(EDITOR’S NOTE: This is the first of a three-part series with fourth-year Bills coach Sean McDermott from a Zoom session with the team media earlier this week.)
By now, under normal circumstances, the Bills would have been through the storied organized team activities and both minicamps and the coaching staff would have been into its annual sweat-a-thon hoping the players stayed out of trouble for the seven weeks until training camp.
But these aren’t normal times.
And they got a bit more abnormal earlier this week when the National Football League decreed, in deference to the coronavirus pandemic, that teams must conduct training camp at their own facilities and not remotely.
For the Bills, that means no St. John Fisher, but rather workouts at the team’s Ad-Pro practice facility in Orchard Park.
Oddly, the quaint practice of NFL teams going away to a nearby college for a couple weeks of intense training has become a bit passe. In fact, of the league’s 32 teams, only 10 still follow that practice. Besides the Bills, there are the Bears, Chiefs, Colts, Cowboys, Panthers, Raiders, Rams, Redskins and Steelers.
Indeed, Buffalo’s contract with SJF ends after 2021 and it has long been rumored that when it ends, the Bills will conclude their relationship with the Division III school in suburban Rochester.
However, this year’s cancellation of training camp there is a disappointment to coach Sean McDermott, who talked about it in a marathon Zoom call on Wednesday.
“THERE WERE a lot of questions early on whether Sean McDermott and Brandon Beane were proponents of going away to training camp,” he said. “There was some myth, for some reason, mixed messaging early. I don’t know how that happened but I’ve always been a proponent of going away … we’re one of the few teams that still does. I believe in that for a lot of reasons, one of which is getting away I think builds fellowship and camaraderie. And you share an experience. Anytime you can share an experience, I think that bodes well for building community chemistry which is so important in my opinion to building a good team.”
He added, though, “Obviously this is a situation that we have to do in terms of taking the best measures to keep everyone as safe and healthy as possible. I do support it, I respect the fact that the NFL has a vision and the foresight to get out in front of things, so we can plan accordingly.”
What do the Bills lose by missing the Fisher experience?
“When you’re away, it just kind of frees you up a little bit,” McDermott said. “Specifically to kind of give you the look behind the curtain when you’re away at camp. I know myself, it’s a little bit of a different dynamic. When I go back to my room to go to bed, it’s just me. It’s not going home to my family ... I think there’s a bit of a pull for husbands and fathers and that’s all good when home, but when you’re away it’s nice to have that.”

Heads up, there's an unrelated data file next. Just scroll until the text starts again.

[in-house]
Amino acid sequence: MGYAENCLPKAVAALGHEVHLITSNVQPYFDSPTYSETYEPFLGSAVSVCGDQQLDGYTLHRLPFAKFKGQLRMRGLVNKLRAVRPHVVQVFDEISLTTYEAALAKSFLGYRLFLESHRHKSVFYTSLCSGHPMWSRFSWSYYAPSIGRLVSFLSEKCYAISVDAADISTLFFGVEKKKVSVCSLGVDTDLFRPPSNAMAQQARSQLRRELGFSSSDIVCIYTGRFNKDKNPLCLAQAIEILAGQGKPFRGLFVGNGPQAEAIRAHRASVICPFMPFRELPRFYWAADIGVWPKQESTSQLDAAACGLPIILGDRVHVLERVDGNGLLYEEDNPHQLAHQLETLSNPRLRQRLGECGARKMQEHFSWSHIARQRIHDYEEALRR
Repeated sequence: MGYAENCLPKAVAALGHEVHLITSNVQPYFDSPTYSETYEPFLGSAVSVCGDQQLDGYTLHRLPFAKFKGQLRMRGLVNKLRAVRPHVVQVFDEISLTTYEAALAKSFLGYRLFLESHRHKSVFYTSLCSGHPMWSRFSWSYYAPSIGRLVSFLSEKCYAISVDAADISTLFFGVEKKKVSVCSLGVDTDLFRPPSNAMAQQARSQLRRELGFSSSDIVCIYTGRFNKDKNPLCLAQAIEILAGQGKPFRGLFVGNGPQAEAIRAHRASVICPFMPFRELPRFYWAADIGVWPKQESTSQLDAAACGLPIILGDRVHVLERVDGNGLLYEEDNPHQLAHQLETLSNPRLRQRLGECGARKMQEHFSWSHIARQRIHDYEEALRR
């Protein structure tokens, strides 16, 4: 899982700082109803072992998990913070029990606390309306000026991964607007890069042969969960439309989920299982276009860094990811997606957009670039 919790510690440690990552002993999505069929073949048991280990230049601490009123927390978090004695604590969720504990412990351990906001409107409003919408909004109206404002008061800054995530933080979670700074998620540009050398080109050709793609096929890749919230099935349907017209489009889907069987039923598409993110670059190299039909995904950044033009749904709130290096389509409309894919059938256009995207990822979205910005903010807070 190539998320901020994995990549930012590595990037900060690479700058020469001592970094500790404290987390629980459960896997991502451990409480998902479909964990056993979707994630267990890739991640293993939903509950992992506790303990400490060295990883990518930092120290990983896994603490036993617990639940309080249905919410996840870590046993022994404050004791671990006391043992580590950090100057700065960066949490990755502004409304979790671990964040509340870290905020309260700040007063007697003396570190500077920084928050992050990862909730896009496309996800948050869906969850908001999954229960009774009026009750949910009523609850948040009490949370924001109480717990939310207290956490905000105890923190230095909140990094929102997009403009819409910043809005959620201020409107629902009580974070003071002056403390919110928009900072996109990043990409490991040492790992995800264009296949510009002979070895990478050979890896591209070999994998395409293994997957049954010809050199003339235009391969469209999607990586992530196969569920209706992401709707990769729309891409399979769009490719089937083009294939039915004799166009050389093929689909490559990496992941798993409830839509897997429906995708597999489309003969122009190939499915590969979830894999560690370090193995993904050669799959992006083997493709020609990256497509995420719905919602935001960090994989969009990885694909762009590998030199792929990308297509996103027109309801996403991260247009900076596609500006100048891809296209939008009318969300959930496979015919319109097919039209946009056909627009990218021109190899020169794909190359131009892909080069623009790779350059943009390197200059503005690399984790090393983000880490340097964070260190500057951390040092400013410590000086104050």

He continued, “What I found happens in those late nights or those off times is guys spend time together … playing cards, playing dominoes, it just helps to build that connection. What we did in the dorms up there is set up kind of a MASH area in each entrance to each floor. Guys that don’t want to play games can get iced or rehab. That became a little bit of a community in and of itself where guys get to know one another just laying on the ice table getting extra treatment. I think those kind of in-between times is where there’s a lot of value in building our football team.”
OF COURSE, when training camp will start and preseason games will actually be played are in the purview of the NFL.
“What I know from the league to this point is that, as far as the preseason games go, we’re expected to play on schedule,” McDermott said.
“(Training camp) will be things that the league and the NFLPA discuss amongst themselves. When you go back to 2011, the last time we had a work stoppage – not to put those two in the same category with the COVID situation now, because they’re not – anytime we’ve been away like this, we saw a spike in injuries. We want to make sure, whether we do get extended time or not that we as a coaching staff do our best to acclimate our players early on in the training camp process.”
McDERMOTT is aching to get started in his fourth season as coach, and after making the playoffs two of the previous three years, fans’ expectations are dramatically inflated. Many feel the postseason is a given with some of the most common sense-challenged even thinking Super Bowl, despite one of the NFL’s toughest schedules.
And while McDermott welcomes the enthusiasm about his team, he’s also cautious.
“Games aren’t won on paper, that’s the mindset we’ve embraced since we showed up here,” he said. “If games are won on paper we would have probably won two or three games the first year. That’s probably what we were projected to win ... and a handful of games the next year and just over a handful of games last year. That, in and of itself, is a great lesson for our football team.”
Still, McDermott conceded, the optimism “shows a sign of respect in terms of expectations. When people and expectations rise it’s a sign of respect that people have for what we’ve done and how we do things. We embrace it … it’s not going away.
“At the same time, (we have to stay) the course and know that we’ve got to earn it. Wins in the NFL don’t come in the offseason (they’re) the result of earning the right to win. That starts in the offseason, it continues through the preseason and training camp and then it goes into Sunday afternoons and Monday nights. That’s something that we certainly respect and, and there’s a lot of work in front of us at this point.”
(SATURDAY: Bills players step up to get a head start on workouts)
(Chuck Pollock, a Times Herald senior sports columnist, can be reached at firstname.lastname@example.org)